Ukraine’s trade deficit in goods and services shriveled last year to $255 million – 93% below the level of 2019, reports the State Statistics Service. The most dynamic factor was the 12.5% drop in imports of goods, to $59.3 billion. Exports of good fell by a smaller amount, by 7.8%, to $59.04 billion.
For services, Ukraine’s traditional surplus shrank by 31%, to $6 billion. Exports declined by 28.5%, to $11.2 billion. Imports fell by 25%, to $5.2 billion.
Asia was Ukraine’s fast growing export market, the Economy Ministry reports on its website. “The most important indicators are the phenomenal growth of exports of Ukrainian products to Vietnam and China – by 93% and 98%, respectively,” Economy Minister Igor Petrashko. For the first time in several years, exports to the EU decreased, dropping by 10%. Ukraine trade deficit with the EU grew to $4.8 billion.
Ukraine’s economy returned to normal at the end of last year with fourth quarter GDP down only 0.7% below the fourth quarter of 2019. Despite the weekend lockdowns in November, consumer demand was a major force in pulling economic activity back to normal, the Economy Ministry reported on Facebook. Real wages were up 9.6% yoy.
No IMF tranches “will not be a catastrophe” for Ukraine, Danylo Hetmantsev, chairman of the Rada’s Committee on Tax and Customs Policy, told reporters yesterday. On Saturday, the IMF announced that it would take a break in reviewing Ukraine’s Standby Arrangement, after six weeks of remote conversations. “It will be much harder for us to pass 2021 without the next tranche of the IMF, but it will not be a catastrophe in any case,” he said. “We have the right resources. We have the right opportunities to do it. There will be no catastrophe. Budget commitments will be fulfilled. There will be financial stability in the country. There will be currency stability.”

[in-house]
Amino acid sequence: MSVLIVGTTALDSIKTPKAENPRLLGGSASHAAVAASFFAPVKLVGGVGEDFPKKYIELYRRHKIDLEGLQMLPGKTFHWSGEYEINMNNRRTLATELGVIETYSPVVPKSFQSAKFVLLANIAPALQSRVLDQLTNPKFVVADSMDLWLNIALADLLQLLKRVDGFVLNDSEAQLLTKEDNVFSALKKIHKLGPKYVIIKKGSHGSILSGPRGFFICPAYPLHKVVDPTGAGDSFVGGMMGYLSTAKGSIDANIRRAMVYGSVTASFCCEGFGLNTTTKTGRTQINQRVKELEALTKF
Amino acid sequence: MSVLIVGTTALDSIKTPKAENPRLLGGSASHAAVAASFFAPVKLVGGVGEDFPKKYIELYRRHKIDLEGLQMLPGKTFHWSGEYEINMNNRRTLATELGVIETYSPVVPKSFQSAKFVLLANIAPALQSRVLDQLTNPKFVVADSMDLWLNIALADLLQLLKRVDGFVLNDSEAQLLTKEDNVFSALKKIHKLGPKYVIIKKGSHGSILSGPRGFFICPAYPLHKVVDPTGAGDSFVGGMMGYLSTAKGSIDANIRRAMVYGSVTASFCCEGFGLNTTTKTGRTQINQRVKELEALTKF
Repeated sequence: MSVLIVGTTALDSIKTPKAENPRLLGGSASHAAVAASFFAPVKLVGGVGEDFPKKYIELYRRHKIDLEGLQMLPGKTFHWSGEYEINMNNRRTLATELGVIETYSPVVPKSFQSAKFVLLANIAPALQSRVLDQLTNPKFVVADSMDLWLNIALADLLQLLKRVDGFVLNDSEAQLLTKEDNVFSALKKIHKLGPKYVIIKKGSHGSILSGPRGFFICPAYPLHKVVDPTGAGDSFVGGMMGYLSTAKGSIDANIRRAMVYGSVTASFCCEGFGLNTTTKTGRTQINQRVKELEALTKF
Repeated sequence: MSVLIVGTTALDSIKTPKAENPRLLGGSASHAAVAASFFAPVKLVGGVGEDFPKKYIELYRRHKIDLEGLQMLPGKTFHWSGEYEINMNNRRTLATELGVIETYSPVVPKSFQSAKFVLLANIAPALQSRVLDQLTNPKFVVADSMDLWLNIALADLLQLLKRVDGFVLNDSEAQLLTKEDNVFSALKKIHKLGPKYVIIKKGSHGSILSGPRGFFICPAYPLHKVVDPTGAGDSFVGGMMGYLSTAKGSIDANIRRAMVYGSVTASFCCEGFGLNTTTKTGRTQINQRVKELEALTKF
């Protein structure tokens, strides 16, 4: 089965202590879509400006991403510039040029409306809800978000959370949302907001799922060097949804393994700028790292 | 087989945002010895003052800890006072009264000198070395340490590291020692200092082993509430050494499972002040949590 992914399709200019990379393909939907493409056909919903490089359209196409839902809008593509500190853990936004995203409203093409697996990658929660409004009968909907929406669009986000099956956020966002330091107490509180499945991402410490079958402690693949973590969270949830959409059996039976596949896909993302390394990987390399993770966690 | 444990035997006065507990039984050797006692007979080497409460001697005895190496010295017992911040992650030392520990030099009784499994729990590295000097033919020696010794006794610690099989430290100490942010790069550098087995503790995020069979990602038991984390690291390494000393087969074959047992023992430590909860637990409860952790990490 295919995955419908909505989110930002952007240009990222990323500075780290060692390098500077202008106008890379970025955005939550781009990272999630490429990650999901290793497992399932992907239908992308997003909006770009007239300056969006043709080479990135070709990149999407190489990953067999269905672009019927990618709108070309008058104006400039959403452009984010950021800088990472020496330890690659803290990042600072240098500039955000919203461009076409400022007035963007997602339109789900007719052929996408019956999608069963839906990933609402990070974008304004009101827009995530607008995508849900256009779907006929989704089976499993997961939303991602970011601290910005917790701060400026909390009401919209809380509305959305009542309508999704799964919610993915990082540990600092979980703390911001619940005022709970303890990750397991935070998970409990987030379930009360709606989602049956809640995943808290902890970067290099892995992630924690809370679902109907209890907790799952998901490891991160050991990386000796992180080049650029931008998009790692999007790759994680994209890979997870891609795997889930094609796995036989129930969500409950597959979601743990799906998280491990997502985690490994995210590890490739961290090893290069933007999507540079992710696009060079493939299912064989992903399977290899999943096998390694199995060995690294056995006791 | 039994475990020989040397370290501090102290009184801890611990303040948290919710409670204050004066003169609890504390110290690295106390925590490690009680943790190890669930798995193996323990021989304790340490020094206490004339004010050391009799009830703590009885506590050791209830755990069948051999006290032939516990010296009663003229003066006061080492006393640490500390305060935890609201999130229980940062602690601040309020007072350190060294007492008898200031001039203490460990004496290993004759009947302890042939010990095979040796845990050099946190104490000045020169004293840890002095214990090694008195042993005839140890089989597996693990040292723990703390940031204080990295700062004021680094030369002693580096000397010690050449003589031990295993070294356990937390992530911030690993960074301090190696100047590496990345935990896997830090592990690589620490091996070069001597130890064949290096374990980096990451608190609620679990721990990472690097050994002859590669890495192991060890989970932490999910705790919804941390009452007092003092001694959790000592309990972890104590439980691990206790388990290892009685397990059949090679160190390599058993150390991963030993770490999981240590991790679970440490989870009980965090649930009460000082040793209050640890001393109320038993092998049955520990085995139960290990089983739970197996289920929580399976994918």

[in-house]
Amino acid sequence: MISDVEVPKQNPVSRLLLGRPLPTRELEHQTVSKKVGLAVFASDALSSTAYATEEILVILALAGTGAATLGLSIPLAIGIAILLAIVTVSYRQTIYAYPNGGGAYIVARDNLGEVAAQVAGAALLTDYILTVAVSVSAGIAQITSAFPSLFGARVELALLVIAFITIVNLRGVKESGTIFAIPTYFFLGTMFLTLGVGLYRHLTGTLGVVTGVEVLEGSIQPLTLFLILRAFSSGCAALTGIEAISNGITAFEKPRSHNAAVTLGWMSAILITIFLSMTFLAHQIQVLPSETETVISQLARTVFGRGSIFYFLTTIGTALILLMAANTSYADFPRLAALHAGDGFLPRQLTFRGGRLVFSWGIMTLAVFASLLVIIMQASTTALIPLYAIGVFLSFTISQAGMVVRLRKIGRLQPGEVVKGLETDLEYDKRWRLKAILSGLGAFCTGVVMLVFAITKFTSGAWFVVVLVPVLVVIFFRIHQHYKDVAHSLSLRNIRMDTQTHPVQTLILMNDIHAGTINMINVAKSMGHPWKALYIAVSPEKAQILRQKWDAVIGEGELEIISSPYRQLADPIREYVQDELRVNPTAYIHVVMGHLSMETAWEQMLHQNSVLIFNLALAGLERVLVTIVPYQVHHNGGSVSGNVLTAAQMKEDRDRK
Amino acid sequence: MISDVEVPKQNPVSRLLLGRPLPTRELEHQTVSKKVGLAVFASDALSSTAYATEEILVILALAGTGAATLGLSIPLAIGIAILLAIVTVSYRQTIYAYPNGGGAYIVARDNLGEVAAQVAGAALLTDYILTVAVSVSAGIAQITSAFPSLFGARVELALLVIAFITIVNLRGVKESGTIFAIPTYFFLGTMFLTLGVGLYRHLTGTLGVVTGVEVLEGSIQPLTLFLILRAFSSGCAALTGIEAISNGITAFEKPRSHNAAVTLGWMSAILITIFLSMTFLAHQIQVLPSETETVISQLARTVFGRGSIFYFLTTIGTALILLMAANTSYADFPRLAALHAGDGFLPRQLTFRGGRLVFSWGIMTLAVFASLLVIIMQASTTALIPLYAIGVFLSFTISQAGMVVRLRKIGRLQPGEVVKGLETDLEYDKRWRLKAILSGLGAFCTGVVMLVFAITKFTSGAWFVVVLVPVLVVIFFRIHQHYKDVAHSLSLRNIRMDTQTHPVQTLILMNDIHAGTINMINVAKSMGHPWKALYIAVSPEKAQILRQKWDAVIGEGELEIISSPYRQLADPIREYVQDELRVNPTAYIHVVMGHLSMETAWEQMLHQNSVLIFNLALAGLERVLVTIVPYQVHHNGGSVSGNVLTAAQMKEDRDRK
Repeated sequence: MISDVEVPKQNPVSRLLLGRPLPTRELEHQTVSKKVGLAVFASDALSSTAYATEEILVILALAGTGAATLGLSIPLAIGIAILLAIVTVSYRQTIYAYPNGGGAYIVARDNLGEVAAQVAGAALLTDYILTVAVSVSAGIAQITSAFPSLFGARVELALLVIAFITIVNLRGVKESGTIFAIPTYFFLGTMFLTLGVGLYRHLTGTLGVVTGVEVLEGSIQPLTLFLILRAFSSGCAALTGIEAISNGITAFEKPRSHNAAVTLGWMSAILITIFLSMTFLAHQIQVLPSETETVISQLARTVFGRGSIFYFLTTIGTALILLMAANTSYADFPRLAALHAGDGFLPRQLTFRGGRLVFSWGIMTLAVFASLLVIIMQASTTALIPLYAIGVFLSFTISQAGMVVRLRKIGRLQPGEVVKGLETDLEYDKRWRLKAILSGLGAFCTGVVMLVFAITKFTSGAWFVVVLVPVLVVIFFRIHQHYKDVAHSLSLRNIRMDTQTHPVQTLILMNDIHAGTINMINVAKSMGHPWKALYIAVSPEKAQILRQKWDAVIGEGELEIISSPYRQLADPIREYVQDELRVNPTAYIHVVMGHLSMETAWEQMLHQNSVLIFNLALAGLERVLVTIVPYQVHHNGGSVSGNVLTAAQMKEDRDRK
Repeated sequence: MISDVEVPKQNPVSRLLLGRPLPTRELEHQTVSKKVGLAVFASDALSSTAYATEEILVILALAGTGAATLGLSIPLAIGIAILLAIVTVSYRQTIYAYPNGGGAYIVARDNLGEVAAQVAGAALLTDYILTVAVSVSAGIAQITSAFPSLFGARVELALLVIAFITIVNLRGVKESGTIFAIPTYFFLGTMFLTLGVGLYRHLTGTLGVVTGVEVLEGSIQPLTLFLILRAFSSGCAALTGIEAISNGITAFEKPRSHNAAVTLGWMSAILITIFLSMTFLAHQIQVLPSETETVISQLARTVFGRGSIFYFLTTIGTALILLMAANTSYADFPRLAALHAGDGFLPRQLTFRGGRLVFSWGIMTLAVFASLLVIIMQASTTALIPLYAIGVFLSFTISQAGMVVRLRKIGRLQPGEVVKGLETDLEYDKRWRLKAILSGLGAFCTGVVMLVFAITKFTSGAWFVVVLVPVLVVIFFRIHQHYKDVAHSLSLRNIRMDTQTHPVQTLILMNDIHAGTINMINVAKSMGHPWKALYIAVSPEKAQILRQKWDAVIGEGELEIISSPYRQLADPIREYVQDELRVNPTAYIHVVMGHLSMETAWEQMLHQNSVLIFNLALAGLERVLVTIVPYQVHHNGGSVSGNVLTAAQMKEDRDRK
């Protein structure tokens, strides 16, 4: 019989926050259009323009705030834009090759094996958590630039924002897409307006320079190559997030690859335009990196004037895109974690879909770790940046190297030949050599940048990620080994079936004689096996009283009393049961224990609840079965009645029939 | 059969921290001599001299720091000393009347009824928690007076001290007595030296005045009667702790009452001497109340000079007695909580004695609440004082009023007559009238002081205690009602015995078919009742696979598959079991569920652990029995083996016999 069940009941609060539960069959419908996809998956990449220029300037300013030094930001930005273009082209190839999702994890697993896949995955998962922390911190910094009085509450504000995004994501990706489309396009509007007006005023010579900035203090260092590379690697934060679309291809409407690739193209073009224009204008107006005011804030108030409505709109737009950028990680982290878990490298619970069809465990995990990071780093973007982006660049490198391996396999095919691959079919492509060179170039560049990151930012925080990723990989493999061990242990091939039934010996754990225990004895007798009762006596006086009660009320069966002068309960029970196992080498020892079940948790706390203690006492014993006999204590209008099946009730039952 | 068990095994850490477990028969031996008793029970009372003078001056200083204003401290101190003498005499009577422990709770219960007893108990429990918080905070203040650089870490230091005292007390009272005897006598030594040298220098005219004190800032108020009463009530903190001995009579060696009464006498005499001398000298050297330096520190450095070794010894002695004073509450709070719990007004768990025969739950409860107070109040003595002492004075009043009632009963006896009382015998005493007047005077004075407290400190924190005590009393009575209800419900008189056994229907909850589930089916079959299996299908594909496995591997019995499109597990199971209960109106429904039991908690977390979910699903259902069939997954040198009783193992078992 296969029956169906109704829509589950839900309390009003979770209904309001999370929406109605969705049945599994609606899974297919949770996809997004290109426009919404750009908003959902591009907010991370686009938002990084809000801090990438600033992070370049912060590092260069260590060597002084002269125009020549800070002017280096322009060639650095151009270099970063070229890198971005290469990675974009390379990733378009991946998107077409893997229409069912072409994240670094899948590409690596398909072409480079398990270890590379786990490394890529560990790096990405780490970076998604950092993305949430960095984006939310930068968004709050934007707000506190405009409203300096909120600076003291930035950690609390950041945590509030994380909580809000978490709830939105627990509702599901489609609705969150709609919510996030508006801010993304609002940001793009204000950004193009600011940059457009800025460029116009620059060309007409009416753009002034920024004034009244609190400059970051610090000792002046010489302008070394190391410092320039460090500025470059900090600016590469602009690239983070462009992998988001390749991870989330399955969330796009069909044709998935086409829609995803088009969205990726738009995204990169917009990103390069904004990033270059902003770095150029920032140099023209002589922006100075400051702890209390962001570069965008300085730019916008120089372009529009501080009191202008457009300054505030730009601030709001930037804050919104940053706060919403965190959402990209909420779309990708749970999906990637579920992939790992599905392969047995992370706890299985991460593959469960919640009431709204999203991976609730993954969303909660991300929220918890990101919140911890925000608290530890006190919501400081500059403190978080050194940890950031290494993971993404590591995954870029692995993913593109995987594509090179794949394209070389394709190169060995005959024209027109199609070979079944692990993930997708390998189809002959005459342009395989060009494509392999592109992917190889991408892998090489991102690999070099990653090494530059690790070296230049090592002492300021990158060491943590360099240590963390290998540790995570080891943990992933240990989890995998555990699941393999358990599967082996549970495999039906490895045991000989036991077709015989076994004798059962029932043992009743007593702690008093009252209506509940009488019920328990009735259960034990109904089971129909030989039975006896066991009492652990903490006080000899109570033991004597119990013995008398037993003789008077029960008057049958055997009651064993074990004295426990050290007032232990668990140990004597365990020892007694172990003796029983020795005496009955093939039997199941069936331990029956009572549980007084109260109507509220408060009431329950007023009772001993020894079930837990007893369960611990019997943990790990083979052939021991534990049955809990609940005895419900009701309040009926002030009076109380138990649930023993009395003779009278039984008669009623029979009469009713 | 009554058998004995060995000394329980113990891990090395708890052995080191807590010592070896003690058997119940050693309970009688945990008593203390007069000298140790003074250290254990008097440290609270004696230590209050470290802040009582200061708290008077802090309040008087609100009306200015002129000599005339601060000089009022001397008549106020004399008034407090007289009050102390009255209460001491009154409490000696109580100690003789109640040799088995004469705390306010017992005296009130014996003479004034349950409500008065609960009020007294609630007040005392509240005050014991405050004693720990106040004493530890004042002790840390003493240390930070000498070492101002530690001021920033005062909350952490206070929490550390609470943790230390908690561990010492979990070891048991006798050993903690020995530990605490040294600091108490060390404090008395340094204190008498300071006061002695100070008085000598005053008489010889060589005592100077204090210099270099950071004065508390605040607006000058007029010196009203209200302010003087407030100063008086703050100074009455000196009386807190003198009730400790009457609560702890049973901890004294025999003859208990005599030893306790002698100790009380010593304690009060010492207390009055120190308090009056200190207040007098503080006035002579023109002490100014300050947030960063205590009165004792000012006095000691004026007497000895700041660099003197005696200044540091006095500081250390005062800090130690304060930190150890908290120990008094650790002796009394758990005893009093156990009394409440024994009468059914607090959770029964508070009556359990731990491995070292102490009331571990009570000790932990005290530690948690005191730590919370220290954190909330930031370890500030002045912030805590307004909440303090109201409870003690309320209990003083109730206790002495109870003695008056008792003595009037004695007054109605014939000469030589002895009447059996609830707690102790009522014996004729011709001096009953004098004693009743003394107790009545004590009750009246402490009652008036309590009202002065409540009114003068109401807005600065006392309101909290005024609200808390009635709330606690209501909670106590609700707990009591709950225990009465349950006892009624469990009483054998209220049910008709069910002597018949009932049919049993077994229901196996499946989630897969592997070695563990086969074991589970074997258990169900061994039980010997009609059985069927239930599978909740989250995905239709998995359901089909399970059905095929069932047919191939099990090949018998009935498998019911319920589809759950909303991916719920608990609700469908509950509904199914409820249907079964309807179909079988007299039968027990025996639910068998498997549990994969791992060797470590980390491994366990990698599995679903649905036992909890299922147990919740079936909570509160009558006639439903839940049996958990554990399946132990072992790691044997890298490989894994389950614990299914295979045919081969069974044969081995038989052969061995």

The Cabinet of Ministers submitted a bill to the Rada yesterday to fire Artem Sytnyk, head of the National Anti-Corruption Bureau of Ukraine, or NABU. Funded largely by the EU and the US, the bureau is key to Ukraine continuing to receive foreign aid. The Kyiv Post reports anti-corruption activists charge that Sytnyk is to be fired because he angered President Zelenskiy by pursuing a bribery case against the president’s deputy chief of staff, Oleh Tatarov, and for investigating possible embezzlement by the Health Ministry in the purchase of Covid-19 vaccines from China.
Editor’s Note: Wow! This is faster than last summer’s purge of the central bank. Last June 11, the IMF extended a $2.1 billion soft loan to Ukraine. IMF Managing Director Kristalina Georgieva said a key condition was to respect the independence of the National Bank of Ukraine. Three weeks later, the central bank’s governor, Yakiv Smoliy, was pushed out. This time around, as Prime Minister Shmygal posed for photos last Thursday with EU leaders in Brussels, the European Parliament overwhelmingly approved a road map for Ukraine to stay on the path to Europe. In the resolution, the EuroParl praises NABU and “regrets attempts to attack and undermine anti-corruption institutions by members of the Verkhovna Rada, in particular attempts to dismiss the Director of NABU.” The resolution also calls on Ukraine “to effectively investigate any corrupt activities, in particular attempts to procure medical equipment and COVID-19 vaccines at disproportionately high costs in the midst of the pandemic.” Four days later, Ukraine’s Cabinet of Minister approves a measure to fire the NABU Director and apparently end the vaccine investigation. Either someone in the government is politically tone deaf — or is deliberately trying to sabotage the EU path. With Best Regards Jim Brooke